Reading the book, I was impressed by the study's detail and rigor. It looks like model work, and the methodology alone has interesting lessons. Thomas Gilovich, a Cornell professor of sociology, noted in his book "How We Know What Isn't So" that social scientists are far more aware of and able to deal with the inherent randomness of phenomena than are scientists in deterministic disciplines like, say, chemistry. Sociologists know about the human tendency to find order in randomness, to extrapolate from limited data, and to create cause and effect from merely related events. In fact, the skeptical attitude induced by the probabilistic sciences is much more useful to the problems of everyday life and of citizenship than the dogmatism of the deterministic sciences. He thought, then, that sociology is a more useful (and probably more interesting!) science to teach than chemistry.
So what did Williams discover? She set up a number of specific hypotheses and devised experiments for each. I'll go through them in order of least effect seen to most seen in an unsubtle attempt to keep you reading:
Television is a strongly sex-typed medium. Most of the characters in programs are male (75% by some studies), and few women are shown as employed (or at least were then). This study measured how different children thought males and females were. Each child was given a list of characteristics (e.g. hard-working, honest) and asked whether they were more typical of boys or girls. The questionaire also asked if they were more typical of fathers or mothers. A lot of differences would indicated strong sex-typing.
Television seemed to increase the differences that kids saw between the sexes, but mainly between boys and girls. It seemed to have no effect on how children perceived adult roles.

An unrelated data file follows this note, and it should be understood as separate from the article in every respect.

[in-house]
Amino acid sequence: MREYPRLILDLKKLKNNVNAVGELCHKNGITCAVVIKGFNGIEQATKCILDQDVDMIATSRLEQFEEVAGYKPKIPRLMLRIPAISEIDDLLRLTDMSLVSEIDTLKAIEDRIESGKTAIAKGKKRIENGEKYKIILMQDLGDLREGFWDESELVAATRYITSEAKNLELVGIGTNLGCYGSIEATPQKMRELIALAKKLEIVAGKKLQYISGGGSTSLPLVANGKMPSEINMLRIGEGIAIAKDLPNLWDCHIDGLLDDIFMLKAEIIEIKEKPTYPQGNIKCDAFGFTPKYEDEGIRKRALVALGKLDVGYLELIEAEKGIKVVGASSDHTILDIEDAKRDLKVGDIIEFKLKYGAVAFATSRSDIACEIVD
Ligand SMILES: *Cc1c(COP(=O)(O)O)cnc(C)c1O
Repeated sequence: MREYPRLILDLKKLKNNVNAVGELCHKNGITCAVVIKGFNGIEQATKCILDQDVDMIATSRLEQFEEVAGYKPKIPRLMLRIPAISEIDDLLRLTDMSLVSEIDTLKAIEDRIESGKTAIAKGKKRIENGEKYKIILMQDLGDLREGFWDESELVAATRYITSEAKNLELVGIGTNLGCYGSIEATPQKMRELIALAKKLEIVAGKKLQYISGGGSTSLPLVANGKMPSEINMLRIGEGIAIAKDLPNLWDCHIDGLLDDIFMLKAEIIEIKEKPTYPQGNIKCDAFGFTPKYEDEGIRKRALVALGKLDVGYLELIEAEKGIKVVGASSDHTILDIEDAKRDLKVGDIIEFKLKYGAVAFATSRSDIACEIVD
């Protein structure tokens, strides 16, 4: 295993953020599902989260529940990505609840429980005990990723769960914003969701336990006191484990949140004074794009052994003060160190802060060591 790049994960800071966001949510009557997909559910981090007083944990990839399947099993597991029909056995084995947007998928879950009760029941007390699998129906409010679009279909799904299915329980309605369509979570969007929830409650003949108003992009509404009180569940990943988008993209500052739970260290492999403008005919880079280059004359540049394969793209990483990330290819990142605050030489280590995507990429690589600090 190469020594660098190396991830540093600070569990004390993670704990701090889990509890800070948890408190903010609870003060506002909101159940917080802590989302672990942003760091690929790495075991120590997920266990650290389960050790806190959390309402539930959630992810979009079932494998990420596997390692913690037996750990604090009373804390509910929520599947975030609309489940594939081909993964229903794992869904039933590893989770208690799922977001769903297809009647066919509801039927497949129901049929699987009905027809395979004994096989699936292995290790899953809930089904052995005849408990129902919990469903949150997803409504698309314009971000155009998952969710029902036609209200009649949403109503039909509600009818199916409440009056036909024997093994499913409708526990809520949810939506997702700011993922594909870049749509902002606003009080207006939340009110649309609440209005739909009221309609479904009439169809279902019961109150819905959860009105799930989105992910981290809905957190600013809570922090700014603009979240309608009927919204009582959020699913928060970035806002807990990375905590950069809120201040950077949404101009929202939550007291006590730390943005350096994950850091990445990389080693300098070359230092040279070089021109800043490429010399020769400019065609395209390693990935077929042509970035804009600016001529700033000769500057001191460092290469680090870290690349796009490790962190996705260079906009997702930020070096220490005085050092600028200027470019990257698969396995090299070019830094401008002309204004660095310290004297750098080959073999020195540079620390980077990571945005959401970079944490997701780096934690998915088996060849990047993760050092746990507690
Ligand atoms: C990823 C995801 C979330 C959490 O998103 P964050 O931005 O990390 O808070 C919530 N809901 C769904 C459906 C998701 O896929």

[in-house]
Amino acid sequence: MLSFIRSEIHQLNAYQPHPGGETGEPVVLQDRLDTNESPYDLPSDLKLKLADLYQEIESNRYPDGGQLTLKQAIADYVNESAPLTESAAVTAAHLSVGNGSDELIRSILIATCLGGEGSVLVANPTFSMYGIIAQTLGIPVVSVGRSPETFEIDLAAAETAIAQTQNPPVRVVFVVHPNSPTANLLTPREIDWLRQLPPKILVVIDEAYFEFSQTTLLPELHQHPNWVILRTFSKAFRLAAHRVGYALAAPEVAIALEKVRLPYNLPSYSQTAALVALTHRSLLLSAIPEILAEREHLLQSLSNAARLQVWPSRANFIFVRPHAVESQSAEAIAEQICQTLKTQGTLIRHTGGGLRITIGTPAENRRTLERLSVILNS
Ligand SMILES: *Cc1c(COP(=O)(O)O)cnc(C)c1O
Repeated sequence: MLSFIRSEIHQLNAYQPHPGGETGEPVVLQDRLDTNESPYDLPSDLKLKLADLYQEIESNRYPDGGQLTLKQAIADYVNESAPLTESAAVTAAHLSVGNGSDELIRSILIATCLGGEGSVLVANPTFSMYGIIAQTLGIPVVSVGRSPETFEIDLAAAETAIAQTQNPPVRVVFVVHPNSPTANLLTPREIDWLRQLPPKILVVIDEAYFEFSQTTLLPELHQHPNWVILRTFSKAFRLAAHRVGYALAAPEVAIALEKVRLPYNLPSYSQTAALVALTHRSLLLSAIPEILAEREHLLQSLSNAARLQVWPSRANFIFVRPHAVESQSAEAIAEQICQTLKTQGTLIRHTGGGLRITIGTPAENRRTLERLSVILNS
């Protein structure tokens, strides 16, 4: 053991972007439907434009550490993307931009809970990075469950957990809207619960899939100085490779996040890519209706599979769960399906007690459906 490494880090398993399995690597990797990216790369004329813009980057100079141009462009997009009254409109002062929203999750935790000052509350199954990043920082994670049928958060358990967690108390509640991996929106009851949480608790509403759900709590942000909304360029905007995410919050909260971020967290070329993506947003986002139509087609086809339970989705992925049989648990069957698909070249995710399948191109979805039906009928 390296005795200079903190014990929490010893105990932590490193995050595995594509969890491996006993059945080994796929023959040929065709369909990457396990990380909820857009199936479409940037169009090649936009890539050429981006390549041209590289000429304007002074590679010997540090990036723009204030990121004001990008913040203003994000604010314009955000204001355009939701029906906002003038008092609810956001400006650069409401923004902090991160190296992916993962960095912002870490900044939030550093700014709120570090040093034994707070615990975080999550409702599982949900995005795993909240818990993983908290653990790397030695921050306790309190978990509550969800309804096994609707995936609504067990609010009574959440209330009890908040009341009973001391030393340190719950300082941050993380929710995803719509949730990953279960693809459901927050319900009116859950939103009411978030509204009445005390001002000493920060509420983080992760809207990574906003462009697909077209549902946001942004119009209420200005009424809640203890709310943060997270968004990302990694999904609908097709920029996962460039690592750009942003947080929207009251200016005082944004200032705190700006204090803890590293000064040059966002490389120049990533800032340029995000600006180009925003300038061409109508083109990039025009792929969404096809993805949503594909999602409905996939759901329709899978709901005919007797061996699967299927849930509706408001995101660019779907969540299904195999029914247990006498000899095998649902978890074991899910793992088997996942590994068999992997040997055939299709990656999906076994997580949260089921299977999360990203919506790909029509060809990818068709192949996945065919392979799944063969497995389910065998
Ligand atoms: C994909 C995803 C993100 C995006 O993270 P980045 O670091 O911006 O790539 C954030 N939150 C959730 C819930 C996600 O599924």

This was measured by giving a set of adults two problems: the Duncker Candle Problem and the Nine Dot Problem. For the first, the testee is given a vertical piece of cardboard, a candle, a box of tacks and a book of matches, and asked to attach the candle to the cardboard so that it can burn freely. The expected answer is to empty the box, tack it to the cardboard, and set the candle in it. A higher proportion of Notel adults got this than Unitel or Multitel, and they got it faster. In the Nine Dot problem, people are asked to connect the nine dots in a 3 x 3 array with only four lines and without lifting the pencil. Too few people actually got this one to make any estimates, unfortunately.
It's hard to find out what people actually do with their time. The amount of time people actually spend watching TV as measured by, say, the Nielsen diaries, is notoriously inaccurate, as Nielsen now admits. Even so, Williams wanted to learn if TV affected all the other things people did. She sent out questionaires all over the town that listed all the public places (e.g. parks, libraries) and public events (e.g. sports, dances, churches) and asked people if they had been there in the preceding year. As a check, she also included activities that did not exist, but found that people were honest.
The biggest effect was on sports - the number of sports events dropped in half in Notel. There was little effect on religious, civic, or business activities. The group most affected was those over 55; their participation in public events dropped dramatically, probably for the obvious reasons. The authors theorized that this could cause a widening gap between young and old, simply because the old were rarely seen any more. Overall, the number of activities did not change much, but the amount of participation did.
The main test here is called Alternate Uses, where the kids are given five objects (a magazine, a knife, a shoe, a button, and a key) and asked to write down all the different uses they could think of for them. There's no time limit. They tested grades 4 and 7 both times, and 6 and 9 in Phase 2 (as part of the longitudinal study). Interestingly enough, there was little correlation between IQ and creativity. They also attempted to look for originality (uses that no one else thought of) as opposed to sheer number, but originality and number were so correlated that they weren't separable.